How the brain learns to distinguish between what is important and what is not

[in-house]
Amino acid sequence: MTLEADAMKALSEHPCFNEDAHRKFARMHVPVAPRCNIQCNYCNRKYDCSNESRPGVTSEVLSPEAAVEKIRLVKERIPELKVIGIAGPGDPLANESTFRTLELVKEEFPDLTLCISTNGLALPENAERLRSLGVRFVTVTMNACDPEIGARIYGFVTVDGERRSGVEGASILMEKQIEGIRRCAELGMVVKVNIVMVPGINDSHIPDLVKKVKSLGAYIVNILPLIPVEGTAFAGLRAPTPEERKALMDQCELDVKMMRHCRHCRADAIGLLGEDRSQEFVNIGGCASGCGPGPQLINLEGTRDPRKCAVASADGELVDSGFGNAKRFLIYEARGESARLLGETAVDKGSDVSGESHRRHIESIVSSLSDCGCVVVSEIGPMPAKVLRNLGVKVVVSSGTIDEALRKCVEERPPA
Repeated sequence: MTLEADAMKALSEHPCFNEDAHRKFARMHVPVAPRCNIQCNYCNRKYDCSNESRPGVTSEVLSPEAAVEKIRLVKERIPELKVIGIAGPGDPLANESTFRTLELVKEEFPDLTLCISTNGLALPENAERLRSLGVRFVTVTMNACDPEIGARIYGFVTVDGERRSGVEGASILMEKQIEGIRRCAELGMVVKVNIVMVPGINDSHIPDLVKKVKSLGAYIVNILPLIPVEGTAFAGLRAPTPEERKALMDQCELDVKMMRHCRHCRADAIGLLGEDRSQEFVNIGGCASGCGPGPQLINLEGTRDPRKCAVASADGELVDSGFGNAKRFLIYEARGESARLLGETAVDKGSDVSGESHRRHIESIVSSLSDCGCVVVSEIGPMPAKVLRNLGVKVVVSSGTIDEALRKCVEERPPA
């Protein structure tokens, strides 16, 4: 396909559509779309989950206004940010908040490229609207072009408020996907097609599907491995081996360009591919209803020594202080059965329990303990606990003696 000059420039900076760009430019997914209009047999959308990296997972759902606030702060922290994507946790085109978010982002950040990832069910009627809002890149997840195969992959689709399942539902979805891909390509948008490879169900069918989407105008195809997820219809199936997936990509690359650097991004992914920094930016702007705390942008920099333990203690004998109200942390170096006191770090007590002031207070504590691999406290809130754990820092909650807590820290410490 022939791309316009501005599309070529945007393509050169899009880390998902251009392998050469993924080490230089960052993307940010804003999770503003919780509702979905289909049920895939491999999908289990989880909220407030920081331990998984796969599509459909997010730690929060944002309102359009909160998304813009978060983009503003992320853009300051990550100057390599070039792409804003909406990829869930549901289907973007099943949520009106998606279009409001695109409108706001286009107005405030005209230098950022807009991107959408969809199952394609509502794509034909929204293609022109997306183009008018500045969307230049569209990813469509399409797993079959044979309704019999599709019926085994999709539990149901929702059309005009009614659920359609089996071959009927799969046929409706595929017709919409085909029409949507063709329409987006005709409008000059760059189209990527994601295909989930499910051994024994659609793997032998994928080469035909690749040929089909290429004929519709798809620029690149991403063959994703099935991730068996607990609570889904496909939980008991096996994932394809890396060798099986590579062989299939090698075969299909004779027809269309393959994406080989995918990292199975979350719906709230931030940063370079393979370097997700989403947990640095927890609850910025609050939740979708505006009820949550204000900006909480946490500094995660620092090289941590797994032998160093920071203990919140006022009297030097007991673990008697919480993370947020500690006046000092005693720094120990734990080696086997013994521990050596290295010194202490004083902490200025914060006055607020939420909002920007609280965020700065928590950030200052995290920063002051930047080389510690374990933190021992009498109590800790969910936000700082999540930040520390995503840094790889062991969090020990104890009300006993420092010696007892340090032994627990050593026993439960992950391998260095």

first_imgTraffic lights, neon-lit advertisements, a jungle of road signs. When learning to drive, it is often very difficult to distinguish between important and irrelevant information. How the brain learns the importance of certain images over others is being investigated by Prof. Sonja Hofer at the Biozentrum of the University of Basel.In a recently published study in Neuron, the neuroscientist and her team show that learning the relevance of images considerably modifies neuronal networks in the brain. These changes might help our brain to process and classify the overload of stimuli in our environment more effectively.How we perceive our environment greatly depends on what we have previously seen and learnt. For example, expert drivers do not need to think twice about the meaning of different road signs and are experienced in assessing traffic situations. They can filter out relevant information from a flood of other irrelevant stimuli and thus react quickly. In contrast, beginners need much longer to process the new information. Prof. Sonja Hofer’s team at the Biozentrum of the University of Basel and University College London addressed the question of how processing of sensory stimuli is optimized in the brain through learning. Pinterest Share on Twitter Email The brain learns to discriminate between imagesTo do this, Prof. Hofer’s team investigated the visual cortex of mice. This part of the brain is responsible for the processing and perception of visual stimuli. Mice ran through a virtual-reality environment where they encountered various images, one of which was paired with a reward. Within one week, the animals had learnt to discriminate between the images and to respond accordingly. This learning was reflected in the activity of nerve cells in the visual cortex whose responses were recorded and tracked over the course of learning. While the responses in the brain to the relevant visual stimuli were quite unspecific in beginner mice, many more neurons reacted specifically to the shown images after one week of training.Learning optimizes stimulus processing“From day to day, the response of the neurons to the images became increasingly distinguishable and reliable”, says Adil Khan, one of the two first authors.He speculates that such changes in the brain might also allow us to process important information from our environment more efficiently, and perhaps underlies our ability to react promptly to important visual stimuli. The scientists also demonstrated that diverse internal and external signals affect the processing of the visual stimuli.“We observed that the response of the nerve cells to the same visual stimuli became less accurate when the mice where engaged in another task, such as having to discriminate between different smells. The visual stimuli then lose their relevance and are no longer so effectively analyzed by the brain”, says Khan. “Remarkably, the expectation of a stimulus even before it appears, and the anticipation of a reward also altered the activity of specific brain cells. This means that from one moment to the next our brain might process the same stimulus quite differently depending on its importance and relevance.”Internal signals influence visual perceptionTraditionally it was thought that the visual cortex exclusively processes visual information. This study, however, corroborates that during learning also many other signals from various brain regions influence activity in this brain area. “This means that our previously learnt knowledge, our expectations and the context we are in can have a great impact on our visual perception of the environment”, explains Hofer.center_img LinkedIn Share on Facebook Sharelast_img read more